Wednesday, January 18, 2012


On Friday, November 18, the reading classes of the Loyola Intensive English  Program (LIEP) boarded the Loyola van for a tour of New Orleans sites that are important in the book ZEITOUN by Dave Eggers. The LIEP classes had read and discussed this book about the experience of the Zeitoun family during and after Hurricane Katrina. Below is a short summary of the book ZEITOUN, followed by an account of our van tour.

ZEITOUN by Dave Eggers
Mr. Abdulrahman Zeitoun, called Zeitoun by most people who know him, comes from Syria. He and his U.S. American wife, Kathy, own and run a house painting business in New Orleans. The Zeitoun family practices Islam.

As Hurricane Katrina was approaching New Orleans, Kathy and the Zeitoun children evacuated to Baton Rouge, while Zeitoun remained in New Orleans to oversee his home, his rental properties, and the properties of his clients. After the hurricane, Zeitoun found a working telephone line and called Kathy faithfully every day at noon. Zeitoun also owned a canoe and used it daily to rescue people trapped in their houses.

However, about a week after the hurricane, Zeitoun had the misfortune to be arrested for "looking suspicious." As a Hurricane Katrina arrestee without proper processing, he fell into "a black hole" in the prison system. The only thing that Kathy and the Zeitoun children knew was that Zeitoun's daily noon-time telephone calls suddenly stopped.

The book ZEITOUN had gripped us so strongly that we wanted to visit the sites that were important in Zeitoun's Hurricane Katrina experience. Our van tour included the following sites.

  • RESCUES AND PHONE CALLS: In our van, we followed Zeitoun's canoe route so that we could actually see the places where Zeitoun had stopped to rescue people and to make his daily telephone calls to his family.
  • THE CLAIBORNE / POYDRAS OVERPASS: We drove over the Claiborne / Poydras overpass, where Zeitoun had met and spoken with survivors who were waiting, unsheltered in the sun, for buses to take them out of the city. Many dogs were also on this overpass. Zeitoun had returned later in his canoe to find that all the people had been taken away and that all the dogs had been shot.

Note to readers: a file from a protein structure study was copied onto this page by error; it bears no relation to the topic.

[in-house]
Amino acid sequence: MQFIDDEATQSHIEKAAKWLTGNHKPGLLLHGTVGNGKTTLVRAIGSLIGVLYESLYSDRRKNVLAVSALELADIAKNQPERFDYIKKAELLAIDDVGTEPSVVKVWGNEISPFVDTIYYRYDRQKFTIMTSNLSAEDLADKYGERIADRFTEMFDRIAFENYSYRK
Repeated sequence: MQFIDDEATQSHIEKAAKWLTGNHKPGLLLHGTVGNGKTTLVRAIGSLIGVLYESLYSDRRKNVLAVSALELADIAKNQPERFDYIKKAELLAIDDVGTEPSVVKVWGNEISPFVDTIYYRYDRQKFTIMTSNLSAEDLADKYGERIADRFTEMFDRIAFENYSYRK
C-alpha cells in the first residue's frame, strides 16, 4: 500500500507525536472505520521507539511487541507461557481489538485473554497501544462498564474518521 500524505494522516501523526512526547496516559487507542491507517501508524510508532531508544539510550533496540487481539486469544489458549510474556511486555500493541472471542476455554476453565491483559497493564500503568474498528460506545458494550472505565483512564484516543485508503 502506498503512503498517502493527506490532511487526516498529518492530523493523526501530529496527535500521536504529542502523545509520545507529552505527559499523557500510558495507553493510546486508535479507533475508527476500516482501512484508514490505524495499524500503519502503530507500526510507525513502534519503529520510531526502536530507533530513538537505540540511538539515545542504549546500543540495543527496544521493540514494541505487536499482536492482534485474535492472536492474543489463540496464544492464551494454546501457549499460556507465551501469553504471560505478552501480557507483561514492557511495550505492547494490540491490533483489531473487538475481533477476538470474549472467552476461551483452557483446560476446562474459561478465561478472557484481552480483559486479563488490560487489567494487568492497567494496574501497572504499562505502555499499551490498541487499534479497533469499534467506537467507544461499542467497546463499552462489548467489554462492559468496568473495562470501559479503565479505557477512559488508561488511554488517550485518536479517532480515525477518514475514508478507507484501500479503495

• STAGING AREA: We drove past the staging area where official boats had been sent out each day to find and rescue people on roof-tops and where Zeitoun had been taken after his arrest to be transported to a temporary jail.
  • CAMP GREYHOUND: This was perhaps the most impressive site on our van tour. We stopped to visit the New Orleans Union Passenger Terminal, where Amtrak trains and Greyhound buses arrive and depart. Called Camp Greyhound in the weeks after Hurricane Katrina, this terminal had been transformed into a temporary jail for anyone arrested in the post-hurricane chaos. Arrestees like Zeitoun had been placed into outdoor cages to await transportation to larger prisons.

The photo below shows Camp Greyhound in the weeks after Hurricane Katrina.
Camp Greyhound in the weeks after Hurricane Katrina
The New Orleans Union Passenger Terminal has an amazing four-wall mural depicting scenes from the history of New Orleans. Newly arrested and frightened, Zeitoun had been struck by the darkness and violence of some of the scenes. A scene from the mural appears below.

Scene from mural at New Orleans Union Passenger Terminal,
the site of Camp Greyhound in the weeks after Hurricane Katrina
This impressive van tour concludes our study of Hurricane Katrina and of the book ZEITOUN by Dave Eggers. Our thanks to LIEP instructors Karen Greenstone and Leo Rocha for planning and driving for our tour.

Our next post will take you with us as we visit Mardi Gras World, the den where Mardi Gras floats are prepared and decorated. We will hear about the history of Mardi Gras, try on elaborate Mardi Gras costumes, and watch the artists at work as they apply finishing touches to the floats.

1 comment:

  1. Thanks a lot for sharing us about this update. Hope you will not get tired on making posts as informative as this.
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